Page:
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Diving in Chuuk Lagoon Part I

AdventurePosted by Jean Dar Tue, January 17, 2017 16:02:49

Chuuk Lagoon - World's premier wreck diving location

During World War II, Truk lagoon (today Chuuk Lagoon) was host to Japan's Imperial Fleet, which was left destroyed in the wake of Operation Hailstone 16-18 February 1944, often called Japan's Pearl Harbor. Today, hundreds of Japanese aircraft and other military machines remain at the bottom of the lagoon, making it the world's best wreck dive location, with some seventy wreck diving sites in and around the lagoon.

In 1969, William A. Brown and oceanographer Jacques Cousteau and his team explored Truk Lagoon. Following Cousteau's 1971 television documentary about the lagoon and its ghostly remains, the place became a scuba diving paradise, drawing wreck diving enthusiasts from around the world to see its numerous, virtually intact sunken ships. The shipwrecks and remains are sometimes referred to as the "Ghost Fleet of Truk Lagoon".

My photo above from 12 January 2017, shows the still fully readable name on Heian Maru in both Japanese and Latin letters. This ship was built in 1930 as a large passenger cargo liner, and her maiden voyage was from Hong Kong to Seattle. While on a routine voyage in August 1941, she was abruptly recalled to Japan. Upon her return, the Japanese Navy converted the ship for use as a submarine tender.

Heian Maru is the largest ship in Truk Lagoon with a length of 155m. She was sunk on the second day of Operation Hailstone, as a torpedo struck her amidships and because of damage already sustained during the earlier raids, the Heian Maru sank quickly. She lies on her port side and her cargo contains many of the deadly efficient Japanese Long Lance Torpedoes, and submarine periscopes. Many artifacts can be found throughout this wreck.

My photo above from 12 January 2017 pictures one of the three Mitsubishi A6M Reisen "Zero" fighter planes found in the Fujikawa Maru, that was built in 1938 by the Mitsubishi Company as a passenger and cargo carrier. The Japanese Navy took possession of her in December 1940 and converted the ship to an aircraft ferry. The conversion included a compliment of old six inch guns on her bow and stern from the Russo-Japanese War.

Just prior to Operation Hailstone, Fujikawa Maru arrived in Truk and off loaded thirty Nakajima B6N Tenzan "Jill" bombers onto Eten Airfield. These aircraft had been disassembled for shipment and were unable to help defend Truk and were destroyed on the ground. Today this ship has an abundance of colorful soft and hard corals. The Times named Fujikawa Maru as one of the top 10 wreck dives in the world, and Aquaviews ranked her as the fourth best wreck dive in the world!

My photo above from 13 January 2017, shows the operating table with some human bones on it, in the Shinkoku Maru that was built in 1939. Her first voyages were to carry oil from the United States to Japan, prior to the embargo. The Japanese Navy converted her to a fleet oiler and Shinkoku's most noteworthy mission was her participation in the Pearl Harbor attack as part of Admiral Nagumo's strike force. She is a large ship with a length of 152m.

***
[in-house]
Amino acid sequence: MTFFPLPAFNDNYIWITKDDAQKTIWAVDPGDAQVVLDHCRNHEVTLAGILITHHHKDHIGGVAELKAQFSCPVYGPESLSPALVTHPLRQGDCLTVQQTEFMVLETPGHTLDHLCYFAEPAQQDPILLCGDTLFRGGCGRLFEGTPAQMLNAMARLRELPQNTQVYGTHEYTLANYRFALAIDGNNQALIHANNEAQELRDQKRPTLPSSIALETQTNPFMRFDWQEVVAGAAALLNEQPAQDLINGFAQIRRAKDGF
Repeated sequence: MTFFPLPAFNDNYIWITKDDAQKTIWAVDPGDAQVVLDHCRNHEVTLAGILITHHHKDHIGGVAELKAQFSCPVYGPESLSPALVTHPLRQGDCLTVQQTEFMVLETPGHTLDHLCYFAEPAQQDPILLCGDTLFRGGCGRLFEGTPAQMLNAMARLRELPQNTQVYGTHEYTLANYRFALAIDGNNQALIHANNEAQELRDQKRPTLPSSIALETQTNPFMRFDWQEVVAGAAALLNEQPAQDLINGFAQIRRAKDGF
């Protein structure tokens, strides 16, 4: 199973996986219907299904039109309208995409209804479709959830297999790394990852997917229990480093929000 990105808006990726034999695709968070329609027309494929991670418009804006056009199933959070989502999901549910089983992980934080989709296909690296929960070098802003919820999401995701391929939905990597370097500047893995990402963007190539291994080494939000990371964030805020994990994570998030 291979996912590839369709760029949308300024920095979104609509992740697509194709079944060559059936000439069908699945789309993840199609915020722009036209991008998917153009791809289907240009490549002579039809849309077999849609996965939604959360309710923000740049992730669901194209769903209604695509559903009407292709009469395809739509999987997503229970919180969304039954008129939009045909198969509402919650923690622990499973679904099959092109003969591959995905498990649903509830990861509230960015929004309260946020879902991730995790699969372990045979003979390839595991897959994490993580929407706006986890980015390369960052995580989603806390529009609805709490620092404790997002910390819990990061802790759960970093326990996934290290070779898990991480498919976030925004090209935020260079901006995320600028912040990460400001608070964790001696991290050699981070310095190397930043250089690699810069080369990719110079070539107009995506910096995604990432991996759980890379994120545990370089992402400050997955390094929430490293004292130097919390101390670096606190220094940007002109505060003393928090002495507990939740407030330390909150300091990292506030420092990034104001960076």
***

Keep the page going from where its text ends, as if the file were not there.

In August 1942, she was torpedoed and damaged by an American submarine. She was at anchor in Truk Lagoon at the time of Operation Hailstone, and survived two days of attacks and two aerial torpedo hits before she finally sank. The bow gun of the Shinkoku Maru is heavily encrusted with colorful coral, and this wreck should be a wonderful night dive as the soft corals and hydroids are quite beautiful.

One of the most famous features of the Kensho Maru is her machine room, that can be seen in my photo above from 13 January 2017. She was built in 1938 and the Japanese Navy took control of the ship when the war began, shuttling supplies between Japan and the Marshall Islands. Eventually she was retrofitted with a deck gun and augmented with a Naval Gun Crew and Medical Staff for transporting the wounded.

Just prior to the Operation Hailstone attacks, Kensho Maru was in Kwajalein Atoll delivering supplies when she was bombed by American carrier aircraft and took a hit to her engine room. Unable to get underway, she was towed to Truk by the Momokawa Maru. Both ships were in Truk Lagoon when the attacks began and both were sunk. The Kensho Maru was struck by at least one bomb and an aerial torpedo, she sits upright with a slight list to port.

Operation Hailstone launched on 16-18 February 1944, as US Navy carrier aircraft conducted a surprise attack against Japanese ships anchored in Truk Lagoon (today Chuuk Lagoon), dropping 400 tons of bombs and torpedo. In total, forty ships were sunk and thousands of Japanese died. The airplanes shot down over Truk Lagoon were numerous and mainly Japanese, as they had lost their best pilots during the course of war by 1944.

My photo above, from 13 January 2017, pictures a Japanese Mitsubishi A6M "Zero" fighter aircraft that was one of the victims of Operation Hailstone, as it was shot down shortly after taking off from the airfield, and has been laying upside down at 9 meters depth on the seafloor off Eten island ever since. This makes it a perfect freediving wreck, straightforward without any currents and at least I had hardly any waves at all.

- See the Jacques Cousteau 1971 documentary here: http://adastra.jeandar.net/#post450



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